What Is the Difference
Stein asked what is the difference. She did not ask what is the sameness. Did not ask what like is. Or proximity. Resemblance. Did not ask what child of what patriarch what height what depth didn’t use a question mark but still wondered at the difference what mutinies it carries over what vast Arctic what far shore.
What is the difference between blind and bond. Between desk and red. Between capsize and sail. Between commodity and question. A lively thing, a fractured thing. To smile at the difference.
(Such gray clouds passing over. Thick, wet sky.)
What is the difference between mutiny and dust. Between noose and edge. Between brittle and obey.
Between shunned and stun. What is the difference.
As now, Mary Shelley’s monster flees to the north, his sack of books his lone companions.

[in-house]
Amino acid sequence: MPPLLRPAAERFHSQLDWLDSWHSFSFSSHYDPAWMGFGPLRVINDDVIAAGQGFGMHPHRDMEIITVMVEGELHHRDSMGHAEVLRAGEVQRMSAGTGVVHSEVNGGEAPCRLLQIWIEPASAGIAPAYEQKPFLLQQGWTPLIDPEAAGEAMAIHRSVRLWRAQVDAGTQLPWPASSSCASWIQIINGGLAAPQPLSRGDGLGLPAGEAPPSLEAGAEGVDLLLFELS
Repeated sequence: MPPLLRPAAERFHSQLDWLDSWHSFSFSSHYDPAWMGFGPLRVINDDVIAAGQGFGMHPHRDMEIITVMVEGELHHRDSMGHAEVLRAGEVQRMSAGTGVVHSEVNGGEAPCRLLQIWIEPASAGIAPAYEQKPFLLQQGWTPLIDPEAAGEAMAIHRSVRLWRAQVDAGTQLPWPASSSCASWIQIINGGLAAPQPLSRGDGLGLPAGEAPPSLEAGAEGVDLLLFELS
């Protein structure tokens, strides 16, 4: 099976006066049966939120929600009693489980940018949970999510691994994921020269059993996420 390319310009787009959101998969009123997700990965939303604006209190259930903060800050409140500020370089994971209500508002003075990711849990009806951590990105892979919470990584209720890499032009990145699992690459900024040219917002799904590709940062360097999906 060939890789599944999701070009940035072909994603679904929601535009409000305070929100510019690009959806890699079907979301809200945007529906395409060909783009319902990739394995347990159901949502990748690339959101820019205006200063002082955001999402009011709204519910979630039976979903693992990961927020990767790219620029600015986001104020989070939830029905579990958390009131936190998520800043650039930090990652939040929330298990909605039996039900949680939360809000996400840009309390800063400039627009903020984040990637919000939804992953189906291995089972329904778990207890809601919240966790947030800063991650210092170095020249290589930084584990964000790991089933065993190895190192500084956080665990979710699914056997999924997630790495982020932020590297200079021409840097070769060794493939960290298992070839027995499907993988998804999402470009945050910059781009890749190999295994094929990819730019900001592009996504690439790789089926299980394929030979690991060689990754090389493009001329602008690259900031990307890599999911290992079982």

Copyright © 2016 by Laurie Sheck. Originally published in Poem-a-Day on May 26, 2016, by the Academy of American Poets.
“This piece came into being during the time I was immersed in the Shelley manuscripts and Frankenstein (a word that I now see contains “stein” herself), and with reimagining Mary Shelley’s “monster” still alive in the 21st century, as I wrote my hybrid work, “A Monster’s Notes.” All writing is hybridity in one form or another—Gertrude Stein, the monster, Mary Shelley, they are all embedded in this piece. As Stein said, “The thing one gradually comes to find out is that one has no identity that is when one is in the act of doing anything…I am I because my little dog knows me but, creatively speaking the little dog knowing that you are you and your recognizing that he knows, that is what destroys creation. That is what makes school.”